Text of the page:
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Coherent multidimensional spectroscopy of molecules, materials and devices

Coherent multidimensional spectroscopy (CMDS) is a powerful nonlinear optical technique, which is used to study femtosecond dynamics in broad range of systems. The information obtained in CMDS experiments is spread over multiple dimensions. In most common CMDS technique called two-dimensional (2D) spectroscopy signals are resolved on two frequency dimensions. Mapping over several dimensions allows for unravelling correlations between different optical transitions and therefore obtaining information on couplings in the studied system. Accordingly, CMDS techniques allows for determining molecular or material functions with unprecedented details.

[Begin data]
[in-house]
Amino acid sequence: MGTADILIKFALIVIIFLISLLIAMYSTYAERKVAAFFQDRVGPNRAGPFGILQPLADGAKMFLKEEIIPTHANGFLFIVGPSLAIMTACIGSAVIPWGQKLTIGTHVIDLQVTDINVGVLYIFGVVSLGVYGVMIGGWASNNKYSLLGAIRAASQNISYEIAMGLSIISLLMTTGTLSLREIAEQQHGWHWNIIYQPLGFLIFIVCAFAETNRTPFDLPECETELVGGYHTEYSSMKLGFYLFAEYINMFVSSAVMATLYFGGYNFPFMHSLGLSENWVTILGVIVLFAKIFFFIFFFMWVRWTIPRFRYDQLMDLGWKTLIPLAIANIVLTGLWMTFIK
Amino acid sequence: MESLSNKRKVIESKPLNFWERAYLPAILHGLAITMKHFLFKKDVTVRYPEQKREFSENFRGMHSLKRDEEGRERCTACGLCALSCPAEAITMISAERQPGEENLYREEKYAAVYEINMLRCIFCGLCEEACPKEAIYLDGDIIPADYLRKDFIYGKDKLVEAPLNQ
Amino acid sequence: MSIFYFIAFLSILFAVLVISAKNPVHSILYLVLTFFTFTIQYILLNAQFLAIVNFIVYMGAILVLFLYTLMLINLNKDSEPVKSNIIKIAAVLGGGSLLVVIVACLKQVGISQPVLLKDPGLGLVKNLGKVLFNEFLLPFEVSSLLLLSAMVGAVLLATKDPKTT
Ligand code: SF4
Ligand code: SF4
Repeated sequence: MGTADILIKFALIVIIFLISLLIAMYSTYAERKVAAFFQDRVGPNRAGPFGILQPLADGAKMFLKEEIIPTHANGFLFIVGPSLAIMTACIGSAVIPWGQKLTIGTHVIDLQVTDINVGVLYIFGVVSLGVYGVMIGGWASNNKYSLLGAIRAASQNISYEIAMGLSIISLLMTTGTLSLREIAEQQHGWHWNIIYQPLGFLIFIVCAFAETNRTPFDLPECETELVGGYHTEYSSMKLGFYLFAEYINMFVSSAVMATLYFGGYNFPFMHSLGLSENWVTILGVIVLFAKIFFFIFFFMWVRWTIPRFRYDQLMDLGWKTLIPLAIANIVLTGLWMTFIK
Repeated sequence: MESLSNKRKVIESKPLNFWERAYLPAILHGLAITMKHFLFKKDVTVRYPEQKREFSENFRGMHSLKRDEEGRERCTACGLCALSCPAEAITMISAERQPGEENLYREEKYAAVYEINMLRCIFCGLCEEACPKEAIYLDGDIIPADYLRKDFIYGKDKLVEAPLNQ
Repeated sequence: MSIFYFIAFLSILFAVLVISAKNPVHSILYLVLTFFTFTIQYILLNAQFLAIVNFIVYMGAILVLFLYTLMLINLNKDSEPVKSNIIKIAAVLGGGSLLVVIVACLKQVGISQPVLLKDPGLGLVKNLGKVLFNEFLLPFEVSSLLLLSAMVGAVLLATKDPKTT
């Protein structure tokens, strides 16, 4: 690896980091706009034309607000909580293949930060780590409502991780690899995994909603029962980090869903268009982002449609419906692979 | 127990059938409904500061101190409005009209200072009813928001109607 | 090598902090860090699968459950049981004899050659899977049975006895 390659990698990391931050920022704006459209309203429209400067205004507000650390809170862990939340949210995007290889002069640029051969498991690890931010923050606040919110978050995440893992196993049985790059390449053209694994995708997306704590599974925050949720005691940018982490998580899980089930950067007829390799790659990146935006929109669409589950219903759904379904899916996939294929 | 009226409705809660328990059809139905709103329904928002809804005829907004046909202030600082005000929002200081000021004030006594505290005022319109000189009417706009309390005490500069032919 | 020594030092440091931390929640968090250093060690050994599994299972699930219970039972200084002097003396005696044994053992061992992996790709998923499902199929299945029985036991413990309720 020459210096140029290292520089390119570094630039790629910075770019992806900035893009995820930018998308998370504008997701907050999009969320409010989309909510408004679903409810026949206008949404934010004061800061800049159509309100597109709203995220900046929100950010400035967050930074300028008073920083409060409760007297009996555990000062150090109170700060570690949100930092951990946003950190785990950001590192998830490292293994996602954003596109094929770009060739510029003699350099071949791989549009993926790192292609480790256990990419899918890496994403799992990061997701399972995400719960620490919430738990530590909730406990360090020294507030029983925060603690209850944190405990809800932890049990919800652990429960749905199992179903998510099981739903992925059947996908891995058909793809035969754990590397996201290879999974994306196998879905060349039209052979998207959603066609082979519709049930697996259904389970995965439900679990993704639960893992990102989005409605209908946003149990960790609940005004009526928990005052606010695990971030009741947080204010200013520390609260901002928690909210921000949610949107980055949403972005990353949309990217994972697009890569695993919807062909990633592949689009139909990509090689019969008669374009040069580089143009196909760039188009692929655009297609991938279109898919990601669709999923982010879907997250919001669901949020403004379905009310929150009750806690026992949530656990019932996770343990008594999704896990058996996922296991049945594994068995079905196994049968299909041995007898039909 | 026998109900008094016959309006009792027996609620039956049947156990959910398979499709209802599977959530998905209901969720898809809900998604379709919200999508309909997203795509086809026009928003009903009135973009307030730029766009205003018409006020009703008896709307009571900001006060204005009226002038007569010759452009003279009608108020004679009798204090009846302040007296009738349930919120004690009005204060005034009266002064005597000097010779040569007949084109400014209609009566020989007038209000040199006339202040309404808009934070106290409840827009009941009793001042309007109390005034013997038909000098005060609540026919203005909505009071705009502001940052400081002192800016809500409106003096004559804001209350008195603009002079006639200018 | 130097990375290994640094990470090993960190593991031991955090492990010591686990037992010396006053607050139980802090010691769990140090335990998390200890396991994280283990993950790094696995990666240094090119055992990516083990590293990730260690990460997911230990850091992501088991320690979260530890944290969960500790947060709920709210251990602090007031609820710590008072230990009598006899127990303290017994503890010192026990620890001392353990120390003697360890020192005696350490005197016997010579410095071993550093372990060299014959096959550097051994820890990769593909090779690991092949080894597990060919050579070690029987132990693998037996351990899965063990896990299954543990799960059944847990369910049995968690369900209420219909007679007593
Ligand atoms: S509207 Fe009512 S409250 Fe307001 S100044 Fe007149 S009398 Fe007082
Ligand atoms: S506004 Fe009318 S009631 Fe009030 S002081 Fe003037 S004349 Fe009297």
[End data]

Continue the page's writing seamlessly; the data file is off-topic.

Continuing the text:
CMDS uses sequences of short laser pulses with varying delays (and phases) to excite the sample, after which either photon-echo-type signal or incoherent “action” signal is detected. The latter can be, for example, fluorescence, photocurrent, photoelectrons or any other signal which can appear as a result of interaction of the laser pulses with the studied system. The photon-echo-type 2D spectroscopy makes use of geometrical arrangement of the laser beams and phase matching effect for coherent signal generation and subsequent detection.

CMDS techniques can be combined with variety of microscopes or scanning devised to provide not only time, but also spatial resolution, which is especially useful in studies of nanostructures and functional morphology of the materials.